Republican Bob Turner is poised to pull a huge upset in the race to replace Anthony Weiner as the Congressman from New York's 9th Congressional District, according to the latest Public Policy Polling results. A possible Republican victory would be a massive referendum on Barack Obama and his administration. Turner leads Democrat David Weprin 47-41 with Socialist Workers candidate Christopher Hoeppner at a paltry 4 percent and 7 percent of undecided voters.
Based on a closer examination of the polling results, Turner is winning in the heavily Democratic district for two reasons: a huge lead with independents and a large amount of defecting, "crossover" support. He is ahead by 32 points at 58-26 with voters unaffiliated with either major party. And he is winning 29 percent of the Democratic vote, holding Weprin under 60 percent with voters of his own party, while losing just 10 percent of Republican partisans.
The Public Policy Polling report continues: "If Turner wins on Tuesday it will be largely due to the incredible unpopularity of Barack Obama dragging his party down in the district. Obama won 55% there in 2008 but now has a staggeringly bad 31% approval rating, with 56% of voters disapproving of him. It's a given that Republicans don't like him but more shocking are his 16% approval rating with independents and the fact that he's below 50% even with Democrats at 46% approving and 38% disapproving."
Beyond Obama having a negative effect on Weprin's campaign, Turner has actually proven to be a strong candidate with 45 percent of voters rating him favorably to 30 percent negatively. Independents give him good marks by a 56/17 spread and he has better than normal numbers across party lines with 29 percent of Democrats expressing a positive view of him to just 43 percent with an unfavorable one.
Weprin has been much maligned as a candidate but he actually has positive favorability numbers too with 39 percent of voters rating him positively and 36 percent negatively, says the report. Over the last few years there have been very few races where Public Policy Polling has conducted research where a candidate had a positive net favorability spread and still lost. If Obama's approval in the district was even 40 percent, Weprin would almost definitely be headed to Congress. However, as the report suggests, Weprin is being dragged down by something bigger than himself.
One of the key issues impacting the race is the question of Israel. A plurality of voters--37 percent--said that Israel was "very important" in determining their votes. Turner is winning those folks by an amazing 71-22 margin. With everyone who does not say Israel is a very important issue for them Weprin actually leads 52-36. Turner is in fact winning the Jewish vote by a 56-39 margin which--especially in New York--is a rarity for a Republican candidate.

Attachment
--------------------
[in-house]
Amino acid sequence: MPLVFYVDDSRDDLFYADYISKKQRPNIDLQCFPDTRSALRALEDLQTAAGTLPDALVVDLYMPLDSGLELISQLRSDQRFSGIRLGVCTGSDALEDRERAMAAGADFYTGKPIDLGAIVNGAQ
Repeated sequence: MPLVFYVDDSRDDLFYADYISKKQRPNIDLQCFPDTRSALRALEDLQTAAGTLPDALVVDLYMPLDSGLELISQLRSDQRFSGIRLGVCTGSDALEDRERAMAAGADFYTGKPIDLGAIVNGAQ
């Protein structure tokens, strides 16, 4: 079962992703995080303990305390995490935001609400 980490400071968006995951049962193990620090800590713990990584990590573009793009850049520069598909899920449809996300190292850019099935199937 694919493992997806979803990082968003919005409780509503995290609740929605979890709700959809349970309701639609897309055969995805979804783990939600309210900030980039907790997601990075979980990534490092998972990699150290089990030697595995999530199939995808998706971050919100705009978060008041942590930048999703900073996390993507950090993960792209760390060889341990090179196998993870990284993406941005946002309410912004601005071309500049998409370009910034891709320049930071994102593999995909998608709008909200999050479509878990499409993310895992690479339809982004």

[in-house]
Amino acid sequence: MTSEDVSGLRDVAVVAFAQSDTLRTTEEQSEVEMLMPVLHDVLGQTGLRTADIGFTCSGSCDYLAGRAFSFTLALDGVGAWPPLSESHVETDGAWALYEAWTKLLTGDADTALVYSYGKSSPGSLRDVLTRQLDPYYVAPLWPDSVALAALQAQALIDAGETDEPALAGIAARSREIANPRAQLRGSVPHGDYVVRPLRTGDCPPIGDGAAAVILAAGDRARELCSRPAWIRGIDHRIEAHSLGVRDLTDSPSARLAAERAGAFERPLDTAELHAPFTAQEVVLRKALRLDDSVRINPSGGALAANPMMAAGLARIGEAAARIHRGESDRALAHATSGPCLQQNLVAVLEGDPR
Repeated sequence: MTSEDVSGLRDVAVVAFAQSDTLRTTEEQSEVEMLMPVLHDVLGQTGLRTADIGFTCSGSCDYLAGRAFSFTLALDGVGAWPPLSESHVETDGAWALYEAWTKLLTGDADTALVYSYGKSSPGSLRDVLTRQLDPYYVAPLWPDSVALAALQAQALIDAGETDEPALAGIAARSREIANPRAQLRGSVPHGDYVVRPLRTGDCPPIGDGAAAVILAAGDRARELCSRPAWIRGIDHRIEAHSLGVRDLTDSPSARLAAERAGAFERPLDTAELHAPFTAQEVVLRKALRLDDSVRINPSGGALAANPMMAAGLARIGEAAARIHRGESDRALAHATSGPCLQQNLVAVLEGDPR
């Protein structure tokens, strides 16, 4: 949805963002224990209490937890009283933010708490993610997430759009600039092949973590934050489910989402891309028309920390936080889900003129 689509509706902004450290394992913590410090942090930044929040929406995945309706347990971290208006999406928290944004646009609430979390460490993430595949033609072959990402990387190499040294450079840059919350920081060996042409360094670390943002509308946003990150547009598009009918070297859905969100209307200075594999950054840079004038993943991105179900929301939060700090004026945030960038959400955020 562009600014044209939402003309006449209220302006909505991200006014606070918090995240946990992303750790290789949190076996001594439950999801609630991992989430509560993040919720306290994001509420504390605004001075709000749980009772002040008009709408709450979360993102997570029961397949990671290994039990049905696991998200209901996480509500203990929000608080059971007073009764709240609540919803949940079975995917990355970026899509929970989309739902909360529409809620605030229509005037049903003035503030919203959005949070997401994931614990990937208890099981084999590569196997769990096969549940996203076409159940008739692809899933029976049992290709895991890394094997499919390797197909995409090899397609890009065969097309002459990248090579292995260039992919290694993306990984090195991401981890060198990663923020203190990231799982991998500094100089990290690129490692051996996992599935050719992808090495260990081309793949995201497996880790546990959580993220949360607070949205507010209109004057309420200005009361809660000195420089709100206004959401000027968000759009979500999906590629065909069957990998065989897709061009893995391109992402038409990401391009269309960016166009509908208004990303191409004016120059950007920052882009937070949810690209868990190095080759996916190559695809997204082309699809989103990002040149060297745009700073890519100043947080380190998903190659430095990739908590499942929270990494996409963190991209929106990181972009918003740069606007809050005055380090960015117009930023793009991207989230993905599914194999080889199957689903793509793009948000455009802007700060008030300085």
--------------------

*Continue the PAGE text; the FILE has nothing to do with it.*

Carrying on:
"This seems to be rooted in deep unhappiness with Obama on this issue--only 30 percent of voters overall approve of how he's handling Israel to 54 percent who disapprove and with Jewish voters his approval on Israel is 22 percent with 68 of voters disapproving. That has a lot to do with why Turner's in such a strong position," the report asserts.
Furthermore, it has to be remembered that the only reason this election is being held is because of Anthony Weiner's disgraced departure. That did not sit too well with voters. Only 29 percent have a positive opinion of their former Congressman to 53 percent with a negative one. That has not helped his party's prospects for keeping the seat.
A brief aside: one needs to keep in mind that polls are not definitive by any means and they only give a rough picture. In fact, there are several issues that need to be considered before one accepts the results of any poll. For example, there may be a problem with the sample design (for telephone surveys, how the numbers were selected and how the individuals are selected within the household), non-availability, the refusal problem (is the refusal rate different on the particular variable we are measuring?), question wording, question order, deliberate, or unconscious, lying or false reporting by respondents, or inappropriate or inadequate weighing of data.
All of these variables have been shown in various studies to be the source of not just small errors but sometimes quite substantial ones. Unfortunately, there are not many methods that allow one to quantify the effects of these errors or to validate the results within any kind of reasonable measure. Out of everything that can go wrong in a survey, only the “sampling error” can be quantified.
However, despite this, while the polls themselves may be inaccurate, the difference in the results is so great that it would suggest that even a sampling inaccuracy will not change what seems to be the most likely outcome of this congressional race.
One final note from the pollster: "55 percent of voters in the district report having voted for Obama in 2008, which is the actual percentage of the vote he got in the district. Last year a lot of the races Democrats lost were because their voters did not show up and the electorate was far more conservative than for a Presidential year. When you lose that way you can say, well, our voters will come back out in 2012 and we'll be fine. But there is no enthusiasm gap here. Obama voters are showing up in the same numbers they did in 2008. But only 65 percent of them are voting Democratic. That's a really big cause for concern."